The Olympics effect
From a behavioural change perspective it is fascinating to see how the Olympics Games raise spectators’ motivation levels, sparking incredible natural highs and extremes of energy and determination. And when motivation is high, behavioural change can seem easier to achieve. There’s a feeling that anything is possible.
At times like this, we become more open to change. This applies not only to getting involved in sports or adopting a healthier lifestyle, but also to broader topics and social issues like money management, education and safe driving.
However, we must remember that our motivation levels will not stay high forever. Behavioural economics has shown that the average person has a natural tendency to procrastinate, suffers from poor self-control and rarely gets around to making their good intentions stick. Academics like George Loewenstein have identified what we call the hot-cold empathy gap, whereby we can have two different selves in different contexts and make totally different behavioural decisions depending on whether we are in an emotionally charged ‘hot state’ (as we are now) or a calm ‘cold state’.
There’s no doubt that overriding deeply embedded habits to adopt new behaviour requires time and effort. A study¹ conducted by Phillippa Lally and colleagues at the Health Behaviour Research Centre at University College London in 2009 found that creating and fixing a new habit took anywhere between 18 and 254 days, while the average was 70 days.
So although people may initially be highly motivated and open to change while in their hot states, we need to help them make the motivational impulse last well into the inevitable cold states.
Academic and behavioural expert Professor B J Fogg of Stanford University argues² that when our motivation is high there are three priorities we should follow to achieve lasting behavioural change.
- Do hard things that structure future behaviour, e.g. make a firm commitment such as entering a 10km race, booking a personal trainer, joining a club, signing up to a class, booking some healthy-eating cookery lessons, creating a joint pact with a friend, cutting up a credit card or setting up a default.
- Do hard things that reduce future barriers to the ideal behaviour. For example, if your goal is to eat more healthily, at times of high motivation you could buy, wash and cut up vegetables to keep in the fridge so it’s easy to make healthy meals during the week when your motivation may be flagging. Or, to make sure you train for your 10km race, you could take some gym clothes and shower things in to leave at work so it’s simple to pop out to the gym in your lunch break.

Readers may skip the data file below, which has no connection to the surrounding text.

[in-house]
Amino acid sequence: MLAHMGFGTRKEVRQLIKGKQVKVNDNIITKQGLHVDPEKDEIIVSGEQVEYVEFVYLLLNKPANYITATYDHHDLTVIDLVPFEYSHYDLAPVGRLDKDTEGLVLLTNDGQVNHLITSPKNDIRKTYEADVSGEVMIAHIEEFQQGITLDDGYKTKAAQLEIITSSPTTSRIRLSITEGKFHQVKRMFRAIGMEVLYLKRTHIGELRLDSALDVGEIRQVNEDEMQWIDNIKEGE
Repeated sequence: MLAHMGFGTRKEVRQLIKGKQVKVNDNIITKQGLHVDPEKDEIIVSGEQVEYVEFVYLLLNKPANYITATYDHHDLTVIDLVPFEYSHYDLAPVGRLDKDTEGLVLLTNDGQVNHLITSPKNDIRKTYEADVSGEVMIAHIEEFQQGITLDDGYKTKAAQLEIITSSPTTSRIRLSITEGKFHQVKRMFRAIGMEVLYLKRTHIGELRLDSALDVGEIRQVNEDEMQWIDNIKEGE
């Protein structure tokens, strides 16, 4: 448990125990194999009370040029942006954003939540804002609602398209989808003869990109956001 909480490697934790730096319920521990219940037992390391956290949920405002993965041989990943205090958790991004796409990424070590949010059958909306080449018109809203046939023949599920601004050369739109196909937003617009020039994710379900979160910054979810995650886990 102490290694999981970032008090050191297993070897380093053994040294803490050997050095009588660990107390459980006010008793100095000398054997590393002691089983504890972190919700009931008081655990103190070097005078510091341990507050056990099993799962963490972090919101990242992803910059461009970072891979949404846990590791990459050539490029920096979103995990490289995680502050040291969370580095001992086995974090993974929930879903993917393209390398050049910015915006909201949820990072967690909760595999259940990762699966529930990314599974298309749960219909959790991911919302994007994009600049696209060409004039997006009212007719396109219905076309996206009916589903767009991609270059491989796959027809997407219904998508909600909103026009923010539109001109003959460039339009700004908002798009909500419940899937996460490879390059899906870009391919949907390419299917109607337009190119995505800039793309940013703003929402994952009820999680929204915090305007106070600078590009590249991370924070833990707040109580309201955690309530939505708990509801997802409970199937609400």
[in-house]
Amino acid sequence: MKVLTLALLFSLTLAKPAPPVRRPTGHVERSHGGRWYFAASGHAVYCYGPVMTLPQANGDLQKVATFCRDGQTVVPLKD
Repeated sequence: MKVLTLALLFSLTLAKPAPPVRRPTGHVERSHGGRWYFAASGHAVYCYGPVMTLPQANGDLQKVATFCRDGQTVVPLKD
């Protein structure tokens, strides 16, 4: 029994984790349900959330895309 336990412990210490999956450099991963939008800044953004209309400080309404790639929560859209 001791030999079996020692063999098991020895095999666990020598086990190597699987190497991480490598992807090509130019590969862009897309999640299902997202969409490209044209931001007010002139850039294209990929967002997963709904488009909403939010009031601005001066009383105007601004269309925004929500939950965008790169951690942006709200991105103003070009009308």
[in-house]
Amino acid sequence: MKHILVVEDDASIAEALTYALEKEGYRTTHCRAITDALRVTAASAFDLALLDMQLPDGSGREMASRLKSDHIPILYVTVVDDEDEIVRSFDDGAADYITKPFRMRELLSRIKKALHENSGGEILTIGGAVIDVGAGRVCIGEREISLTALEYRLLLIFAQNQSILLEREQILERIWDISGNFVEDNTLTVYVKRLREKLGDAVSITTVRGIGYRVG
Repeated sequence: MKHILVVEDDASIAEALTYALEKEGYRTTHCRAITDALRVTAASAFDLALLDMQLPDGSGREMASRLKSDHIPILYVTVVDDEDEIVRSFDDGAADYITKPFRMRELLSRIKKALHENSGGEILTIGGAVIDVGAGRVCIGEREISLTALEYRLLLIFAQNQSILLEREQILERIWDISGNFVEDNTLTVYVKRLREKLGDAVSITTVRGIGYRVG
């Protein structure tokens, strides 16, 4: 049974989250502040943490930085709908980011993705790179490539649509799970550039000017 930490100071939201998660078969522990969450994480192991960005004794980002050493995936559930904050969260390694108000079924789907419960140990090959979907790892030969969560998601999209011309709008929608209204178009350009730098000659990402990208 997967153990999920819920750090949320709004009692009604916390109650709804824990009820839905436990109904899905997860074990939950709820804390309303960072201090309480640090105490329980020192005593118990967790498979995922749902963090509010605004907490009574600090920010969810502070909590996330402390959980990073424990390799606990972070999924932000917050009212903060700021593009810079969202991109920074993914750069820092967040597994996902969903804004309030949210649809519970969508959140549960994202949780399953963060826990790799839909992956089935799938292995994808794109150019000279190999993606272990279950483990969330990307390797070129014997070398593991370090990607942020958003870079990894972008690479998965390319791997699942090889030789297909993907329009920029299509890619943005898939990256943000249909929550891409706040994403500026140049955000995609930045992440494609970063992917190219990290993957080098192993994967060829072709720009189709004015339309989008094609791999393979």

- Do hard things that increase your skills and abilities which will enable you to change your behaviour, e.g. learn a new sport or a language, read up on nutrition, improve your financial literacy. Getting real-time feedback can also help you learn and sharpen up your abilities – so technology such as a Garmin GPS watch or a Nike+ Fuelband will help you track your training sessions, and installing a money management app so you can see your activity in your bank account will increase your control of your finances.
So as the Olympics medal haul increases and the public become inspired by athletic feats, it would be great to see some innovative creativity from organisations, governments and companies aimed at harnessing motivation to ensure a real, lasting legacy from the London Olympics. There are already initiatives from the BBC and Sky Sports in their ‘Get Involved’ guides, which are putting a range of resources at people’s fingertips – but there’s so much more that could be achieved.
Crawford Hollingworth is a co-founder of The Behavioural Architects
1. In this study 96 volunteers chose an activity to carry out daily in the same context (for example ‘after breakfast’) for 12 weeks. They completed the self-report habit index (SRHI) each day and recorded whether they carried out the behaviour. The majority of participants, 82 of them, provided sufficient data for analysis, and increases in automaticity (calculated with a sub-set of SRHI items) were examined over the study period. “How are habits formed? Modelling habit formation in the real world” by P Lally, C H M Van Jaarsveld, H W W Potts, J Wardle, European Journal of Social Psychology (2010), Volume 1009 June 2009.
2. See B J Fogg’s video ‘The Motivation Wave’